Pat Kiernan has been waking up before dawn for nearly two decades as NY1’s morning news anchor. He spoke to TODAY for our Morning Routine series and shared his personal routine as well as his tips for how to make the most of the early hours. Kiernan’s new children’s book, “Good Morning, City,” illustrated by Pascal Campion, gives children a glimpse of all that happens while they're sleeping.
I've heard you set three alarms. What time do you wake up?
Yeah. I have two on the iPhone and one backup alarm clock. Nineteen mornings out of 20, this never comes into play. I wake up at 3:08 a.m. When you work at this hour, snooze is the most dangerous thing. You really just have to set the alarm and get out of bed.
On Saturdays I sleep in like everyone else, even though it sort of ruins me for Monday morning.
Have you ever overslept?
I have a few times, but that happens very rarely.
Do you have to tiptoe around the house so you don't wake your wife and kids up?
Definitely. I'm good at it, though. I carry my shoes to the front door and put them on there. I've learned all the secrets to not waking up the whole house.
What's the first thing you do in the morning?
I've been eating the same breakfast cereal since I was 6 years old. It's a Canadian cereal called Shreddies that I now have to import because it's not sold in the U.S. I like my Shreddies soggy. So, Shreddies have to have milk on them for 15 minutes before they become sufficiently soggy. It sounds a little insane explaining it to you, but the first thing I do is go downstairs and pour the milk on them, just to get the process going.
And then usually I get into my email, and then I go back upstairs and take a super quick shower and throw on my suit and tie. I never actually do up the tie until I have my makeup done, though. I do my own makeup when I get to the station.
When do you get to work?
I'm there by 4:15 a.m. I should be through with makeup and conversations no later than 4:30 a.m., and then we start pre-recording segments for when we go on air at 5 a.m.
What is your best tip for a successful morning?
There's a reason my first stop is breakfast. I'm not a coffee drinker; I don't rely on caffeine in the morning. As stereotypical as it sounds: Eat a good breakfast. A lot of people get to work and they're still sluggish. I don't have the luxury of a gradual start to the day. Within 20 minutes most of the time, I'm on TV. Having your breakfast after you get to work, well, I think it means you've kind of been asleep for the first 30 minutes of work.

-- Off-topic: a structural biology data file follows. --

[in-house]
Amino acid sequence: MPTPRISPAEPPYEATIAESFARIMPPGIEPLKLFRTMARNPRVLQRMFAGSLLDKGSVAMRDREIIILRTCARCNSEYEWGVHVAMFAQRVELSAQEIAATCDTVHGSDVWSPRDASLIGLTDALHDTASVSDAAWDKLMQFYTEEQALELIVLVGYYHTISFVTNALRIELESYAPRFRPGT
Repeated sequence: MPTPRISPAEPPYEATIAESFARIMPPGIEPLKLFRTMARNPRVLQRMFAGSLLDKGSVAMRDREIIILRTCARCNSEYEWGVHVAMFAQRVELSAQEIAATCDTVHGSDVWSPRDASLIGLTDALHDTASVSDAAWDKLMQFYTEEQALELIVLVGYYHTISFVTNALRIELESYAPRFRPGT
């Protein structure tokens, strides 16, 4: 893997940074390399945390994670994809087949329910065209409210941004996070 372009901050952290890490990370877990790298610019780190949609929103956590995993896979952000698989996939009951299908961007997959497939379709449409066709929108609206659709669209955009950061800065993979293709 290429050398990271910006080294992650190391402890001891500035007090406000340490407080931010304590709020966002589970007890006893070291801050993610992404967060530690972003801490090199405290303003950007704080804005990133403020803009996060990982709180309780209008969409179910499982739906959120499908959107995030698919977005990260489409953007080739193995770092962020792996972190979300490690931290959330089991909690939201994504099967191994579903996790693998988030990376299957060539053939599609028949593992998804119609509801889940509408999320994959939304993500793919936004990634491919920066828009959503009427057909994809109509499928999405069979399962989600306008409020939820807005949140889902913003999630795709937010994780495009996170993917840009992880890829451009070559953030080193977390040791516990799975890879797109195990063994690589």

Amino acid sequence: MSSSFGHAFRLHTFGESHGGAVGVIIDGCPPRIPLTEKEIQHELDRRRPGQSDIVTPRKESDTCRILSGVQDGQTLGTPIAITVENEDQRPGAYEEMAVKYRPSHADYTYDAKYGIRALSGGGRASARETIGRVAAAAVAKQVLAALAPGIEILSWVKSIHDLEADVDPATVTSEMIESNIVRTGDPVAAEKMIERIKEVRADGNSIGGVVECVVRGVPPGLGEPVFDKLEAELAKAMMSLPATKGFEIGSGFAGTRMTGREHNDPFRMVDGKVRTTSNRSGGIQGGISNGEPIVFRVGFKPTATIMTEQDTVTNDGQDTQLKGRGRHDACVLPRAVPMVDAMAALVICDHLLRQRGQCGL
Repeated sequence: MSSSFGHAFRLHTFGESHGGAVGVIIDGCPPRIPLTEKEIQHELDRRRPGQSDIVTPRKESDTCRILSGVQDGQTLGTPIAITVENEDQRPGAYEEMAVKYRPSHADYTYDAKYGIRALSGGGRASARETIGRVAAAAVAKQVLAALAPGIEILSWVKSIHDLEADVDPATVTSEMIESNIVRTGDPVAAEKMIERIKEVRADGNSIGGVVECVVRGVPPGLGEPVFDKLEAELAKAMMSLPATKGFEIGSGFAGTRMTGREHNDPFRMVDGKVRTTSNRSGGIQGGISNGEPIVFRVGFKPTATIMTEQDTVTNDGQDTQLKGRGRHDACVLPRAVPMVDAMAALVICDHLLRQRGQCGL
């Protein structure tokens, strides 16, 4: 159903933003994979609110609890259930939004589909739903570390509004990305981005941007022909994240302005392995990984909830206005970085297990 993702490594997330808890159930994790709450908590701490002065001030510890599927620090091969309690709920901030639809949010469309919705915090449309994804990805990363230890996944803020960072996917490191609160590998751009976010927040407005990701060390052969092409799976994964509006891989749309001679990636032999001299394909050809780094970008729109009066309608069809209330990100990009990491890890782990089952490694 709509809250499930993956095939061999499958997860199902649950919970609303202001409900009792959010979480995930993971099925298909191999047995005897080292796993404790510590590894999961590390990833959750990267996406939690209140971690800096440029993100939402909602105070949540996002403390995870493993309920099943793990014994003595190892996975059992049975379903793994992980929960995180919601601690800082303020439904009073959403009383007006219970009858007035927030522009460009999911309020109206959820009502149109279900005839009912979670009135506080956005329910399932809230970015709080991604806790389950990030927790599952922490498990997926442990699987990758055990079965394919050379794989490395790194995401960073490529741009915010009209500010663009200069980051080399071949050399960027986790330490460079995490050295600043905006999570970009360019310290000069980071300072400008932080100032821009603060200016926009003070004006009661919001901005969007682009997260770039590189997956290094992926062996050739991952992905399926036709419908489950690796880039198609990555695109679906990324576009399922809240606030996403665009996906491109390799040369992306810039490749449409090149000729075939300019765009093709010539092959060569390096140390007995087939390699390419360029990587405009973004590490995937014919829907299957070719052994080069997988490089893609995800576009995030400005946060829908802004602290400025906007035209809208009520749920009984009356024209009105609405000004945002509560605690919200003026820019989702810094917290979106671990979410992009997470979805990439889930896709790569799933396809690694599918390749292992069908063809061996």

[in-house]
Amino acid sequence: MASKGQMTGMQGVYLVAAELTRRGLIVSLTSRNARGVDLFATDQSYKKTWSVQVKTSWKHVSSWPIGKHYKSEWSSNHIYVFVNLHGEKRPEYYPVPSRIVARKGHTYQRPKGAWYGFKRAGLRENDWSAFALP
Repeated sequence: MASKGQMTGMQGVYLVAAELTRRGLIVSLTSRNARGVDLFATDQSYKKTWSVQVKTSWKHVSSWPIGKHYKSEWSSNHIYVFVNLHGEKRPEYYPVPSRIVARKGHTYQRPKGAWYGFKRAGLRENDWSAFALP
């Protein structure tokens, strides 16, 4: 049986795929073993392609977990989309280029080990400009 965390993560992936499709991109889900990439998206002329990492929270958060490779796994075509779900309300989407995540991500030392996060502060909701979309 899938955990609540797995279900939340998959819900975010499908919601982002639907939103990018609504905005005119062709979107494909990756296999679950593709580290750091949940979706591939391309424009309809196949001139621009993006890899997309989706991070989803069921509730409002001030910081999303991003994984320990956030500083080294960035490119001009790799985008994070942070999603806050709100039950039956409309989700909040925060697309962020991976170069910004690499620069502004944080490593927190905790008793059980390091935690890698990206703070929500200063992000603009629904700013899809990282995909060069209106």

What is New York City like before everyone wakes up?
It's peaceful. Well, as peaceful as New York City gets. It's an interesting time, because you're mostly out with the late crowd. A few people straggling, wrapping up their evening. You're ahead of the early risers. It's the people who are in all-night jobs. There are tons of garbage trucks — the number of garbage trucks you encounter is phenomenal. It's transportation workers, diner owners getting ready to open up for the 6 a.m. crowd. I don't pretend to have any monopoly on the 3 a.m. wake-up.
The city at that hour is something you focus on in your new children's book, "Good Morning, City." How did that project come about?
It came out of a conversation that started on Twitter, when a children's book editor followed me. We were brainstorming ideas for something that would be a good fit for me, and nothing really hit. And then we arrived on this idea that parents have many options when it comes to evening books, going-to-bed books, and there's not a lot focused on the morning hours. So let's come up with a book that's meant to give the child a glimpse into what has been happening while they were asleep.
The fun thing about that from a child's perspective is that there is this mysterious world that's been happening while they were asleep. If they go to the bakery in the morning, the croissants are all there; they've already been baked. If they go to the stoop, the newspaper is there. So this book is showing them how some of those things happen.
This interview has been edited and condensed for clarity.